Candida Colonization of the Respiratory Tract and Subsequent Pseudomonas Ventilator-Associated Pneumonia: Results

Of the 386 patients who were selected according to the nested exposed/unexposed analysis (model 1), extrapulmonary Candida colonization was found in 85 patients (39.7%) with respiratory tract Candida colonization but in only 49 unexposed patients (8.3%). Moreover, extrapulmonary Candida colonization was more common and more extensive in exposed than in unexposed patients. As shown in Table 1, exposed patients were older, had a higher LOD score at ICU admission, were more frequently admitted for acute respiratory failure or infection and less frequently for coma, and were more likely to have received antibiotics within the first 3 days in the ICU. Antifungal therapy was prescribed more frequently in patients with respiratory tract Candida colonization than in other patients (7.5% vs 2.9%, p = 0.0038).
As shown in Table 1, respiratory tract Candida colonization was associated with a longer time on MV and longer durations of ICU and hospital stays. birth control pills online

However, ICU and hospital mortality rates were not significantly different between patients with and without colonization. Candidemia occurred in six patients, including two patients (0.9%) with and four patients (0.7%) without respiratory tract Candida colonization. In the matched exposed-unexposed (1:n) analysis, 191 colonized patients free from VAP at colonization time were the exposed patients. In the exposed patients, 46 acquired VAP (24.1%). In exposed patients, the mean time from onset of respiratory tract Candida colonization to VAP was 5 days (range, 2 to 7 days). The unexposed population consisted of 612 patients without Candida colonization before VAP. Three hundred eighty-six patients were selected according to the matching procedure; 68 patients (17.6%) had a VAP episode. The results of the matched exposed/unexposed nested cohort are reported in Table 2. In a model comparing 191 exposed patients to 386 matched unexposed patients, the OR for VAP due to any organism was 1.55 (95% CI, 1.01 to 2.38; p = 0.047) but did not remain significant after careful adjustment. We found no significant association between respiratory-tract Candida colonization and S aureus VAP. On the contrary, we found an independent association between respiratory-tract Candida colonization and VAP was significant only for Pseudomonas (adjusted OR for Pseudomonas VAP, 2.22; 95% CI, 1.00 to 4.92; p = 0.049).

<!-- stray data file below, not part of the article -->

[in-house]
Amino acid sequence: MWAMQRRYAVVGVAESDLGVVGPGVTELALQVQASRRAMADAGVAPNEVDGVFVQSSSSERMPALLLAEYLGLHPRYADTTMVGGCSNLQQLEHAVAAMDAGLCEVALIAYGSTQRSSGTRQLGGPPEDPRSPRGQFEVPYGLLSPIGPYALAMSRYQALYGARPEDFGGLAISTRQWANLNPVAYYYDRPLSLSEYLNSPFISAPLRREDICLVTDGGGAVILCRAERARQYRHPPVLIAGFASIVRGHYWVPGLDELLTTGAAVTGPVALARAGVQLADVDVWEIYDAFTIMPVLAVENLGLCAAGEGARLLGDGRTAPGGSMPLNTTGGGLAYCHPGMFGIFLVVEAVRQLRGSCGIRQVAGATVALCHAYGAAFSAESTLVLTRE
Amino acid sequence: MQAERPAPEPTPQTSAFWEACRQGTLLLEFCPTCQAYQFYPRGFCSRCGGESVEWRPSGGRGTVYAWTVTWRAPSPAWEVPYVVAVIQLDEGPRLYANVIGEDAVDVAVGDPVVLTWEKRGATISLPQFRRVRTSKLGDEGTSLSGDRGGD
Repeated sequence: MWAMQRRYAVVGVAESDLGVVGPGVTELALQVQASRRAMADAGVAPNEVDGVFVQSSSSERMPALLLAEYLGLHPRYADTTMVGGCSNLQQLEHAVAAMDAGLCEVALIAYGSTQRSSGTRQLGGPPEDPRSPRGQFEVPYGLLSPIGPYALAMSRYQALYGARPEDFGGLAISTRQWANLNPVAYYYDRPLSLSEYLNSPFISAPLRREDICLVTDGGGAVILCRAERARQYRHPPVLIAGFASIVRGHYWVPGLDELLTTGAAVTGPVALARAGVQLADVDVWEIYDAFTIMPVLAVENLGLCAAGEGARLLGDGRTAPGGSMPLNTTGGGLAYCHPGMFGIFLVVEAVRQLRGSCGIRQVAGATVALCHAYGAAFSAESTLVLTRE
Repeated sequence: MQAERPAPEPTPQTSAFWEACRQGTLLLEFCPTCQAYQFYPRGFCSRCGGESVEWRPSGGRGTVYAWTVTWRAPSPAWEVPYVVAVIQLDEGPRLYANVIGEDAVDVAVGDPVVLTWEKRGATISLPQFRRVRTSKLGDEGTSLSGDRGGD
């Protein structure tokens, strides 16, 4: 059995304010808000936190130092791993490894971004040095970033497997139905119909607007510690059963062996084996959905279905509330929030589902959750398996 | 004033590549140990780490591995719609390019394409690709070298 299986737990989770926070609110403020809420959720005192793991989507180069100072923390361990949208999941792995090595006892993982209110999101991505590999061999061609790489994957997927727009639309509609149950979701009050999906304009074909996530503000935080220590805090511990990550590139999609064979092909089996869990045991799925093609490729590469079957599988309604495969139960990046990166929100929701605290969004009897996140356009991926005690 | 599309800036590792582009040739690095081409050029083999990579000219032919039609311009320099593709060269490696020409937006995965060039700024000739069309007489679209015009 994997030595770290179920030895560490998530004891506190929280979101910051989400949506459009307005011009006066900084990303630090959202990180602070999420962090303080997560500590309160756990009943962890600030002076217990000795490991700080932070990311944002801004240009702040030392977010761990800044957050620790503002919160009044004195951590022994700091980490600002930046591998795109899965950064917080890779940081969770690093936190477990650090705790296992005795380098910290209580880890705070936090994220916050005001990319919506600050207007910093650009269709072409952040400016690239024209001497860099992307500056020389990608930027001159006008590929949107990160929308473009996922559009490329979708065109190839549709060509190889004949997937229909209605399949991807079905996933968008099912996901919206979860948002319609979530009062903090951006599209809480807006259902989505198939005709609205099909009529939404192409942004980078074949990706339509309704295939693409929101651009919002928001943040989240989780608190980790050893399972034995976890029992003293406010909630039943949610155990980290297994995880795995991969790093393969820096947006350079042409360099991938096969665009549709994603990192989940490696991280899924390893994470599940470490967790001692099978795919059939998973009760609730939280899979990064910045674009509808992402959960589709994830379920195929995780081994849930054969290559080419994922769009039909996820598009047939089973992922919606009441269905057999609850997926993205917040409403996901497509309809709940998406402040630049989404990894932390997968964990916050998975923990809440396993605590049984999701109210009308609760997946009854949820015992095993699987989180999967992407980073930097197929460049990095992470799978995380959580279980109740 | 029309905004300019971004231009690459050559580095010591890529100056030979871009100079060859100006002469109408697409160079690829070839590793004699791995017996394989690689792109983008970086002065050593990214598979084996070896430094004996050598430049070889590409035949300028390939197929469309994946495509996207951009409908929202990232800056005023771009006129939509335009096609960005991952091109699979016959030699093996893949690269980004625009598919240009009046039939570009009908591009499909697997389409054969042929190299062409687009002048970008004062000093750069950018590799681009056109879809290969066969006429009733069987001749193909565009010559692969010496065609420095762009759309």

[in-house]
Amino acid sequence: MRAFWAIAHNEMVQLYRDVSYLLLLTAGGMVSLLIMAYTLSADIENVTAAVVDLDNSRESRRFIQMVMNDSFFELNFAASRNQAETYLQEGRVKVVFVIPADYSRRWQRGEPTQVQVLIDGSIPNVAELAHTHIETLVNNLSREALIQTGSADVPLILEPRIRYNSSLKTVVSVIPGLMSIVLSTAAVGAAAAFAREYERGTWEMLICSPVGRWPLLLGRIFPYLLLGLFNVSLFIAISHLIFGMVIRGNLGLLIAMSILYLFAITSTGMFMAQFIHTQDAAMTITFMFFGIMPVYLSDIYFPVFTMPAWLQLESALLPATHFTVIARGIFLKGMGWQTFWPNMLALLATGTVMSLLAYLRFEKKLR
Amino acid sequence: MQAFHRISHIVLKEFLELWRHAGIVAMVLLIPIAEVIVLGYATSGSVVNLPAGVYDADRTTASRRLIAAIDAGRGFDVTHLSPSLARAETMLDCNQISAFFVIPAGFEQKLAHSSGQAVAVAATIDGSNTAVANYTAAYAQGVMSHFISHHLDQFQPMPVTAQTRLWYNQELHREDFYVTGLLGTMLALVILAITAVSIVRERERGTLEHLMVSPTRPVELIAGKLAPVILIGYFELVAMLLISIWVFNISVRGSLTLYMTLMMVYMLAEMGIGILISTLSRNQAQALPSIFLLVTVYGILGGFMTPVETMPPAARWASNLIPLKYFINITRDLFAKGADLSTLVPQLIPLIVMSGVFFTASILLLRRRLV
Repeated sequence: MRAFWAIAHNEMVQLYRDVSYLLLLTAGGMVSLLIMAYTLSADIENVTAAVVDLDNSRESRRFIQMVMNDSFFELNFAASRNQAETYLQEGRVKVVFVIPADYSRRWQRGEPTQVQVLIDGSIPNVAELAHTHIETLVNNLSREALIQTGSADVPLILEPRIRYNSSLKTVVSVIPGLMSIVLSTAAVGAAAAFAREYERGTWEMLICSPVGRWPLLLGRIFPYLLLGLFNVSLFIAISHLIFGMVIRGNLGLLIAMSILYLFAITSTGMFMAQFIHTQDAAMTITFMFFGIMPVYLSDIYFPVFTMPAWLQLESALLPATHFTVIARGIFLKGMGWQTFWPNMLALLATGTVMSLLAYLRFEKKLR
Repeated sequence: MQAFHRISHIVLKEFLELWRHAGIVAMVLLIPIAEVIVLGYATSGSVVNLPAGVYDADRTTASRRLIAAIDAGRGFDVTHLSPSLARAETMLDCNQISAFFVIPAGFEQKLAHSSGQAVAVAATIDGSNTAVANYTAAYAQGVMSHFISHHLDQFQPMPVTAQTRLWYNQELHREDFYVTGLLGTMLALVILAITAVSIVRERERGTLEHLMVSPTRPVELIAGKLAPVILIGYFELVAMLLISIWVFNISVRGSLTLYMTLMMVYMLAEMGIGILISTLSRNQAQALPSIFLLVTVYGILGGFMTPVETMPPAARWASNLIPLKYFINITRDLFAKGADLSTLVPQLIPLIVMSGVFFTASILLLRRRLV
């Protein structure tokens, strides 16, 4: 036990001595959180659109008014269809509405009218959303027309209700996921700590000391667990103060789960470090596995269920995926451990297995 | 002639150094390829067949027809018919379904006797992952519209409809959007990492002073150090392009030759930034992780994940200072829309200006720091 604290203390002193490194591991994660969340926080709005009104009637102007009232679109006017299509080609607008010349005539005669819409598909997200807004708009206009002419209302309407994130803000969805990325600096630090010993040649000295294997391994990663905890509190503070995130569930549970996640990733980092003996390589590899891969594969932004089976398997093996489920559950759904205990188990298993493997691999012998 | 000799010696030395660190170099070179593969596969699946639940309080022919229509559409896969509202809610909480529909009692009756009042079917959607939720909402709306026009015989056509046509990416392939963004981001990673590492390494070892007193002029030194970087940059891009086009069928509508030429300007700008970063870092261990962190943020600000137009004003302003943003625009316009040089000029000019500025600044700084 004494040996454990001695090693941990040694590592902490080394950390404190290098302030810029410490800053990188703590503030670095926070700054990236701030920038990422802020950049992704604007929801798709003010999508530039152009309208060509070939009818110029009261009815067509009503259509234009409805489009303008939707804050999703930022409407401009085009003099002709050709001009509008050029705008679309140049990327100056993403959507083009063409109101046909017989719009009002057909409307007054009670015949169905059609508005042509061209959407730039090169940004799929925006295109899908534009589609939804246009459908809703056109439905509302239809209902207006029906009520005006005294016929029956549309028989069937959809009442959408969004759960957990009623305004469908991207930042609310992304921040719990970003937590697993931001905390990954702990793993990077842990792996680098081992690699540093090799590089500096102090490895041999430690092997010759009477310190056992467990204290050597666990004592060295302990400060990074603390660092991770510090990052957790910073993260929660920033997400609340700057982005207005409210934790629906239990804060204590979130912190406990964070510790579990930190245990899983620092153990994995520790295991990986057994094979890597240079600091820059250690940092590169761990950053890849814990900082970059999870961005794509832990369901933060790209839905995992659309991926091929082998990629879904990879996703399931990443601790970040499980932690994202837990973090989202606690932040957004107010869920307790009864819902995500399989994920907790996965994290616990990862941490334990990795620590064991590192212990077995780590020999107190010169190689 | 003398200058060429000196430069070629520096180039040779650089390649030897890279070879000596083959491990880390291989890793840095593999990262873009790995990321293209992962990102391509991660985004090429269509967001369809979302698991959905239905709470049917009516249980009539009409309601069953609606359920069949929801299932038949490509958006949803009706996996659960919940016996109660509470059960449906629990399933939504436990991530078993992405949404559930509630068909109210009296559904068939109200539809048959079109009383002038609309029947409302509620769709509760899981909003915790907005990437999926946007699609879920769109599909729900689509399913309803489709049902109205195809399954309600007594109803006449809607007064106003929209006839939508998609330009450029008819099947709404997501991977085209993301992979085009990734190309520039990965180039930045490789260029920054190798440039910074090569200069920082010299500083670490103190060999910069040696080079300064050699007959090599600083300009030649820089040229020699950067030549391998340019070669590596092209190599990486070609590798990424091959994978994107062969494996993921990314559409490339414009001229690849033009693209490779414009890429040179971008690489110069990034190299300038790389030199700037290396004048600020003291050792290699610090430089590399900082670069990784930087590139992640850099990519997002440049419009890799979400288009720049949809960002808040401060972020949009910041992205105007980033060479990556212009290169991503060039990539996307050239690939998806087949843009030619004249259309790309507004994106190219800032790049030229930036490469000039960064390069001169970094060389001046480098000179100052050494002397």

Table 2—Results of the Nested Exposed/Unexposed (1:n) Analysis

Models Matching Variables Pairs Successfully Matched, % Outcome Variable of Interest Patients, No. Results, No.
1 Center; year of ICU admission; duration of MV greater or equal to time to occurrence of Candida colonization of the respiratory tract 100 VAP episodes 191 exposed; 386 unexposed Exposed, 46(24.1% of VAP); unexposed, 68 (17.1% of VAP); unadjusted OR,1.55 (95% CI, 1.01 to 2.38; p = 0.047); adjusted OR, 1.58 (95% CI, 0.94 to 2.68; p = 0.086)
2 Center; year of ICU admission; duration of MV greater or equal to time to occurrence of Candida colonization of the respiratory tract 100 P aeruginosa VAP episodes 211 exposed; 394 unexposed Exposed, 19 (9% of P aeruginosa VAP); unexposed, 19 (4.8% of P aeruginosa VAP); unadjusted OR, 1.99(95% CI, 1.01 to 3.93; p = 0.047); adjusted OR, 2.22 (95% CI,1.00 to 4.92; p = 0.049)
3 Center; year of ICU admission; duration of MV greater than or equal to time to occurrence of Candida colonization of the respiratory tract 100 S aureus VAP episodes 207 exposed; 398 unexposed Exposed, 18 (8.7% of S aureus pneumonia); unexposed,28 (7% of S aureus pneumonia); unadjusted OR, 1.38 (95% CI, 0.71 to 2.69; p = 0.3); adjusted OR,

1.27 (95% CI, 0.57 to 2.85; p = 0.6)

This entry was posted in Pulmonary Function and tagged Candida, mechanical ventilation, pneumonia, Pseudomonas, ventilator-associated pneumonia.